And that is exactly what happened. The river tribes stayed with the mainland tribes until they were finished conquering the land. And then, after warning them to remain faithful to the Lord, Joshua sent them back home to their side of the river with God’s blessing.
But this is where the story suddenly slips sideways.
One day after the river tribes returned to their homes across the river, some of the mainland tribes were wandering near the river and saw something that made them stop and stare in horror.
There on the far banks of the river was an altar! They probably rubbed their eyes in disbelief; but when they looked again, it was unmistakable. The river tribes had built a huge copy of the great altar where the people of Israel were commanded to sacrifice their offerings to God!
What were they thinking? All of Israel knew that they were not permitted to worship God anywhere but at the altar He had commanded, in front of the Ark of the Covenant.
Why would the river tribes need their own altar? They must have already adopted the worship of the foreign gods that they had driven out of the land!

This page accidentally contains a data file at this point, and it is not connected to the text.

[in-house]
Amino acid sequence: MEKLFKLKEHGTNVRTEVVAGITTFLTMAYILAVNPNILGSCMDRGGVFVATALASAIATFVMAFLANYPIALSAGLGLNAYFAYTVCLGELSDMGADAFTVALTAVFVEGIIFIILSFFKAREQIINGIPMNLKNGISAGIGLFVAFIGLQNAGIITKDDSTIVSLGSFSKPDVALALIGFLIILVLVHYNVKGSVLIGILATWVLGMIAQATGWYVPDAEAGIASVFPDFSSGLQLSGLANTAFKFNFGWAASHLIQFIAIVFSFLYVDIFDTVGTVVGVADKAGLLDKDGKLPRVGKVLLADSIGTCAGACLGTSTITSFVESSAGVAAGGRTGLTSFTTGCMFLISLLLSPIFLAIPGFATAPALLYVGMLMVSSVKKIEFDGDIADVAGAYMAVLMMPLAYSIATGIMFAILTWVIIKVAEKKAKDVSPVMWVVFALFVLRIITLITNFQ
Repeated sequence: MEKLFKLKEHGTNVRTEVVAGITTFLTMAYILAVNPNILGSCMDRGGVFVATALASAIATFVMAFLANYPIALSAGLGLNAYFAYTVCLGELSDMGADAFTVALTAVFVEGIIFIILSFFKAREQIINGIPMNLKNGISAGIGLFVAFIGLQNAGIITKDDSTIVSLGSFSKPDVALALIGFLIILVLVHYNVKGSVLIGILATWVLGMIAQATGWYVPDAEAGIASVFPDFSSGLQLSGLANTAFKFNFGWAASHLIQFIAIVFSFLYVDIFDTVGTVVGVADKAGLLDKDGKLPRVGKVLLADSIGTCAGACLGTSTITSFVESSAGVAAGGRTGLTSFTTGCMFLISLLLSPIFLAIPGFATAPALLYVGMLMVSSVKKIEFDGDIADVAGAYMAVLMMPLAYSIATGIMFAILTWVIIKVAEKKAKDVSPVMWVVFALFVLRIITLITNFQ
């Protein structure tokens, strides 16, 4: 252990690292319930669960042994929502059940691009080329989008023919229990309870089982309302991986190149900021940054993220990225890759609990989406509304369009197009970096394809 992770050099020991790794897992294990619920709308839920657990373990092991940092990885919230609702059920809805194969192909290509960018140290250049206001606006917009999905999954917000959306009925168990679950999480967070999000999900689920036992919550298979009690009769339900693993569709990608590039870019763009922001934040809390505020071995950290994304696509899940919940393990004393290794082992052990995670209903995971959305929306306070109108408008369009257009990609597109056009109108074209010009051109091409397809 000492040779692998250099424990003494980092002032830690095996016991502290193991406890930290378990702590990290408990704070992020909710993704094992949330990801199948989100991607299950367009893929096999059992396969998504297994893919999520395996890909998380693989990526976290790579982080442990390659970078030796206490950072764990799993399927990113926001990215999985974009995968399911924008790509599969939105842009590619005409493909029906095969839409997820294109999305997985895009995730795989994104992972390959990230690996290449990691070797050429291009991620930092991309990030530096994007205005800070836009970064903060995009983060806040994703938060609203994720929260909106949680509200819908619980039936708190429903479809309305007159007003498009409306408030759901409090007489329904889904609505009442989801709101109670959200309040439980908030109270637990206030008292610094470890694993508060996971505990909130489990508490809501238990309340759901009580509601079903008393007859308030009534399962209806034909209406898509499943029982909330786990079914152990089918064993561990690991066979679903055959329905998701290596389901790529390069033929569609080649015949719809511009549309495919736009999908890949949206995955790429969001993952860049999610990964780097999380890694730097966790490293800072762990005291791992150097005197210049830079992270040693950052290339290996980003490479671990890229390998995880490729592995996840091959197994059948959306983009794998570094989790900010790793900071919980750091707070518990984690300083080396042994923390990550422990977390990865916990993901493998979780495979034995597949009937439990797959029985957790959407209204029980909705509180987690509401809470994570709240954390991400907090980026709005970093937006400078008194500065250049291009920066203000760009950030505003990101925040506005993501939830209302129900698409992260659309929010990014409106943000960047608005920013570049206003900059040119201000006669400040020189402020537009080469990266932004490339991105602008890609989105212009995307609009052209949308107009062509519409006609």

When this shocking news was reported to the mainland tribes, they gathered their armies to go to war against the river tribes.
But someone in Israel displayed enough wisdom to put the pin back in the grenade. Here’s what they did: They sent a delegation to the river tribes led by a trusted leader named Phinehas and ten chiefs of the ten mainland tribes. These eleven men confronted the people of the river tribes and asked them, “Why have you insulted God in this way? Don’t you know that all of Israel will be devastated when God reacts to this idolatry?”
And they added, “Look. If living over here causes you to wander from your faith in God, then come over and live on our side of the river. We will make room for you in our own lands. But don’t turn to idolatry against God!”